Note: “Uncle Harvey” and “Aunt Lulie” in this story are brother and sister to James Marshall Sanders. “Uncle Kent” and “Uncle Kelley” are sons of James Marshall Sanders and Emma Springfield. Another son is “Daddy” who is Prentice Sanders.)
I had this great-uncle, Uncle Harvey. He was Grandpa Sanders’ youngest brother, and he was, in many ways, a doozie. They just don’t make them like Uncle Harvey anymore. He was continually in search of a treasure that was supposed to be buried on the home place. Both he and his sister, Aunt Lulie, were convinced there was something of value in a hollow near the Ridge Field. The place came to be known in family circles as the Glory Hole. It was a hole that got bigger and bigger. It is said that Uncle Harvey and Aunt Lulie would sneak out to it at night, separately, unbeknownst to the other, and dig some more, hoping to find the gold or whatever they thought was buried there. Uncle Harvey had had a vision about it, he said. Daddy used to snort at such foolishness. He loved to tell about the time Uncle Harvey got hold of some early metal-detecting device and found–at another place–a “treasure” of old horseshoes. He was a highly original composer, too. It was Uncle Harvey, you’ll recall, who wrote these immortal lines, “‘Neath the spreading white oak tree, the village blacksmith….” He was just as good at writing songs that he would introduce as originals at all-day singings.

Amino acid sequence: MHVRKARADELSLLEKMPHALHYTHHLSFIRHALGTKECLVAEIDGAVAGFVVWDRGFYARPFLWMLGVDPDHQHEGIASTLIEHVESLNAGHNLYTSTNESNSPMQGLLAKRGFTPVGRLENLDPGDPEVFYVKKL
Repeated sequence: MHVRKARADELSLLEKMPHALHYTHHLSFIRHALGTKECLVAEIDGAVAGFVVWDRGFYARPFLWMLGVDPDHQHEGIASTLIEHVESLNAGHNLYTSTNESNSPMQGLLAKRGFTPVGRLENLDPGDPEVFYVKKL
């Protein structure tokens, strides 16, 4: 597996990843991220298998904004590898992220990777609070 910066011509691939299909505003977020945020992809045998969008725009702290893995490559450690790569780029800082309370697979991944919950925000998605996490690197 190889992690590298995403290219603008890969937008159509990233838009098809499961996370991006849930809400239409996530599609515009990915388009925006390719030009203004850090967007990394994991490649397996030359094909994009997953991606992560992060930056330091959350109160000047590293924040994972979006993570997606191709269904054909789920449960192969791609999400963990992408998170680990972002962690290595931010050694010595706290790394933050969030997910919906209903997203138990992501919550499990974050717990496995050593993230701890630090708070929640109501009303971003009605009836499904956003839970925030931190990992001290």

‘Twas he who also built Uncle Kent’s house. He was a carpenter of considerable notoriety. Uncle Kent said he wanted the house to be a copy of lawyer Oliver Young’s down at the edge of town. Not as fancy, of course, but the same general floor plan. Came time to cut the rafters for the main part of the house. After the cutting, Uncle Kent mildly ventured a tentative opinion. “Er, Harve, don’t you think you cut ’em too short?” Whereupon Uncle Harvey commenced to bluster, as he was wont to do, things like, “Huh, how long have I been building houses? Think I don’t know how to measure? I know what I’m doing. Don’t bother me,” etc., etc., etc. Uncle Kent’s roof is much flatter than lawyer Young’s. But what Uncle Harvey was most famous for was a medicinal concoction he invented. Oh, he believed in it. When our illustrious Uncle Kelley was dying of Hodgkins disease, Uncle Harvey wrote him a most poignant and pleading letter, saying that if Kelley would only take some of his medicine, he’d be cured. Uncle Harvey even got a drugstore or two over in Mississippi to stock it and sell it. Nobody knew the exact formula. It had a lot of whiskey in it, Daddy said. One vital ingredient was something Uncle Harvey called sarvice bark. Periodically he’d go down in our bottom, sometimes with Uncle Kent, to search for a sarvice tree. Nobody else ever knew what a sarvice tree looked like. There was an aura of deep secrecy about these projects.